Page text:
Three of our top 10 stories of April 2021 highlight new data and ideas presented at this year’s Charing Cross (CX) Symposium, Digital Edition (19–22 April, online), covering the potential of Philips’ Fiber Optic RealShape (FORS) technology to reduce radiation exposure, a call on medical agencies to change their paclitaxel recommendations in peripheral arteries, and two-year IN.PACT AV Access results. Last month, the world’s first accreditation programme for interventional oncology also opened for enrolment, and Interventional News readers heard about the latest offerings from Philips Healthcare.
1. IASIOS, the world’s first accreditation programme for interventional oncology, just opened for public enrolment
The International Accreditation System for Interventional Oncology Services (IASIOS) is now open for public enrolment, the Cardiovascular and Interventional Radiological Society of Europe (CIRSE) has announced. Twelve pioneering hospitals from nine countries participated in the IASIOS pilot phase, and the accrediting system, tested and optimised over the past two years, now stands ready to accept applications from facilities offering interventional oncology (IO) services worldwide, regardless of the institution’s size or location.
Opening the CX 2021 Digital Edition, experts deliberated crucial controversies in the abdominal aortic space. Discussion emphasised the potential of Philips’ Fiber Optic RealShape (FORS) technology to reduce radiation and ease technical success, with moderator Gustavo Oderich (Houston, USA) suggesting that “radiation will be a thing of the past” thanks to this new technology. Other key takeaways were a ringing endorsement that endoanchors have a part to play in the treatment of challenging necks, and consensus among the panel that parallel grafts should be used as little as possible in this hostile anatomy.
3. New figures show the NHS needs thousands more radiologists to keep patients safe, with a post-COVID consultant exodus also looming
More than half (58%) of radiology leaders say they do not have enough diagnostic and interventional radiologists to keep patients safe, new data from National Health Service (NHS) trusts and health boards across the UK show. The data, recently published in a Royal College of Radiologists (RCR) report, also show that, despite many imaging doctors staying in the NHS last year to help the coronavirus effort, the NHS radiologist workforce is now short-staffed by 33% and needs at least another 1,939 consultants to meet safe staffing levels and pre-coronavirus levels of demand for scans.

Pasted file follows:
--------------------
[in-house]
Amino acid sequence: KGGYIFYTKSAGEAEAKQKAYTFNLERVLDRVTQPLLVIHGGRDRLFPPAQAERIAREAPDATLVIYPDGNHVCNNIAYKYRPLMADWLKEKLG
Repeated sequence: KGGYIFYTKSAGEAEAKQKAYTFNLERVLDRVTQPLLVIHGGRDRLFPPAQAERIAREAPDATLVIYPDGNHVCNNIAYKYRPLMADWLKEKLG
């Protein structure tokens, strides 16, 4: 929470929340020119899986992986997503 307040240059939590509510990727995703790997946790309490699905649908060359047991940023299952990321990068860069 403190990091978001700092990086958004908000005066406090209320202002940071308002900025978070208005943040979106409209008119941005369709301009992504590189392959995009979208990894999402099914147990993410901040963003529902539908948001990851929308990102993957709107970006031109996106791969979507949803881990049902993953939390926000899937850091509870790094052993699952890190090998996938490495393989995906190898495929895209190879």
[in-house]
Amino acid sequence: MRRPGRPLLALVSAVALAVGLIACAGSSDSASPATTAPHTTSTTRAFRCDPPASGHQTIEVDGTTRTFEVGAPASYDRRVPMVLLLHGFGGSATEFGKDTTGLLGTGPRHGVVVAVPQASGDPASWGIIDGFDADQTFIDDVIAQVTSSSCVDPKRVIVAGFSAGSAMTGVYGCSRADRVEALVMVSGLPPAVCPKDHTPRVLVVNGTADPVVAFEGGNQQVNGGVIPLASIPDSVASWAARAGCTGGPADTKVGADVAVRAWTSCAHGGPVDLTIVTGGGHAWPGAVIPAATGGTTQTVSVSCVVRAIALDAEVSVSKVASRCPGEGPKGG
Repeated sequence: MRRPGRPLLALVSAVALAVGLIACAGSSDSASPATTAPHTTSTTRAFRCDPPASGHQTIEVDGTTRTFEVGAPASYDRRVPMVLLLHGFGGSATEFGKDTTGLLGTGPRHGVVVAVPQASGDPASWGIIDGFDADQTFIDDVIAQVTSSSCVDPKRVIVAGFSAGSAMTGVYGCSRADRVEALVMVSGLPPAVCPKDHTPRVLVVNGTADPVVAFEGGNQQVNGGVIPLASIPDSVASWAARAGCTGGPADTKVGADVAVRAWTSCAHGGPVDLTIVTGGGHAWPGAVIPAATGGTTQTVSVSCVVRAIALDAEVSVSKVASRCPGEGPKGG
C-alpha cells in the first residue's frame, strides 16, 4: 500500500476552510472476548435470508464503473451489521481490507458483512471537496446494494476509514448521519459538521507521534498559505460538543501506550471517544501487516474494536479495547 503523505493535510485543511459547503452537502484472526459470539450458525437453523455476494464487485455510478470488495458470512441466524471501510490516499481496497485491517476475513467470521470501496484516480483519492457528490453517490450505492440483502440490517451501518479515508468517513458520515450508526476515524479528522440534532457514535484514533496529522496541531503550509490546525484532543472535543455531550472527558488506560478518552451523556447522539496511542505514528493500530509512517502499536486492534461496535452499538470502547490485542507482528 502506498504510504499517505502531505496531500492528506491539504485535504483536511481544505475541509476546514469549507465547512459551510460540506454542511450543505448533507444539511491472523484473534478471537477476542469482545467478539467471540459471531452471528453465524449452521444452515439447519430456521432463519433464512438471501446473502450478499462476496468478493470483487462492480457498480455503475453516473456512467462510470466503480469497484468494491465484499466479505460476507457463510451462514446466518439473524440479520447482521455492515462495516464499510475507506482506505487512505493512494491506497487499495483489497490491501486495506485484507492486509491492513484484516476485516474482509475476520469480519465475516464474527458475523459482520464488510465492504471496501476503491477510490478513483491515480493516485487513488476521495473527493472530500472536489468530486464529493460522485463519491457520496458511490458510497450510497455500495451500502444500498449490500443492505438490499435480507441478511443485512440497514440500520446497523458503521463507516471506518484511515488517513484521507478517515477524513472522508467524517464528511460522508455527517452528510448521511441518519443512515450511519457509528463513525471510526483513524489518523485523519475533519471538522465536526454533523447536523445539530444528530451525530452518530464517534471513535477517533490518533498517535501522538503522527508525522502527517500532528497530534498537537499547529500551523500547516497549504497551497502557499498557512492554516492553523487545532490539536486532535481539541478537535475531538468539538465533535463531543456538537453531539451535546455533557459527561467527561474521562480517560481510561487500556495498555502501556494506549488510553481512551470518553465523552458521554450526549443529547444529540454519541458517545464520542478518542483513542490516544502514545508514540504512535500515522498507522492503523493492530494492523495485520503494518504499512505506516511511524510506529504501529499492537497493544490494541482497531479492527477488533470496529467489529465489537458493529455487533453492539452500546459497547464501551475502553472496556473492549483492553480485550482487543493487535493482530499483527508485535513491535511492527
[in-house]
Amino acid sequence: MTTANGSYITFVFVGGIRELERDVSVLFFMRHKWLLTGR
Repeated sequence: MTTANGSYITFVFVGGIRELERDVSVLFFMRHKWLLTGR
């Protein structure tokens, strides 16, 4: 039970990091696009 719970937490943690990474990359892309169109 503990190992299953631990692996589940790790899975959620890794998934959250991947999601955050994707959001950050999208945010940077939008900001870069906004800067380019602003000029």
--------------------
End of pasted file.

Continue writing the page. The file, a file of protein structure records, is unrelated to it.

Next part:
In a Philips-sponsored video, Constantino Peña (Miami, USA) moderates an Interventional News webinar focusing on how the SmartCT system (Philips) can “transform” interventional radiology (IR) suites and the importance of 3D imaging within this setting. Peña is joined by two early-users of the technology, Marc Sapoval and Hicham Kobeiter, both from Paris, France.
5. CX audience supports call to change agency recommendations regarding paclitaxel use in peripheral interventions
Addressing representatives from the US Food and Drug Administration (FDA) and UK Medicines and Healthcare products Regulatory Agency (MHRA) directly, Thomas Zeller (Bad Krozingen, Germany) argued at the CX Digital Edition 2021 that “it is time to change the agency recommendations regarding paclitaxel use in peripheral interventions”. Moderators Andrew Holden (Auckland, New Zealand) and Gunnar Tepe (Rosenhein, Germany), Podium 1st presenters Gary Ansel (Columbus, USA) and William Gray (Wynnewood, USA), as well as a 71% majority of the CX audience, supported this view.
Soundbite Medical Solutions has announced US Food and Drug Administration (FDA) 510(k) approval for the SoundBite crossing system—Peripheral (SCS-P) with the 0.014” active wire (14P).
Shivank Bhatia and Vedant Acharya highlight the importance of multidisciplinary collaboration between urologists and interventional radiologists when it comes to forming a successful prostate artery embolization (PAE) clinic, citing a decade of experience at the Miami Miller School of Medicine (Miami, USA).
The results of a two-year study support the continued safety and effectiveness of the Zilver Vena Venous Stent (Cook Medical) in treating symptomatic iliofemoral venous outflow obstruction, according to findings presented at the 2021 meeting of the Society of Interventional Radiology (SIR; 20–26 March, online).
Last month, Medtronic announced the safety and effectiveness results through 24 months for the IN.PACT AV Access clinical study. The data, which were presented virtually as a Podium 1st at the CX 2021 Digital Edition, demonstrated that the IN.PACT AV drug-coated balloon (DCB) is the first and only DCB to show sustained and superior effectiveness through two years compared to standard percutaneous transluminal angioplasty (PTA) in end-stage renal disease (ESRD) patients with de novo or non-stented restenotic native arteriovenous fistulae (AVF) in the upper extremity.
10. Superficial tunnelling technique not associated with patency or amputation in patients with limb ischaemia
The results of a recent investigation have revealed no association between infrainguinal bypass tunnelling technique and primary outcomes in patients with limb ischaemia. “Compared to subfascial tunnelling,” write Nallely Saldana-Ruiz (University of Southern California, Los Angeles, USA) and colleagues in the Journal of Vascular Surgery (JVS), “the superficial tunnelling technique is not associated with primary patency or major amputation in limb ischaemia patients undergoing infrainguinal bypass with a single-segment great saphenous vein”.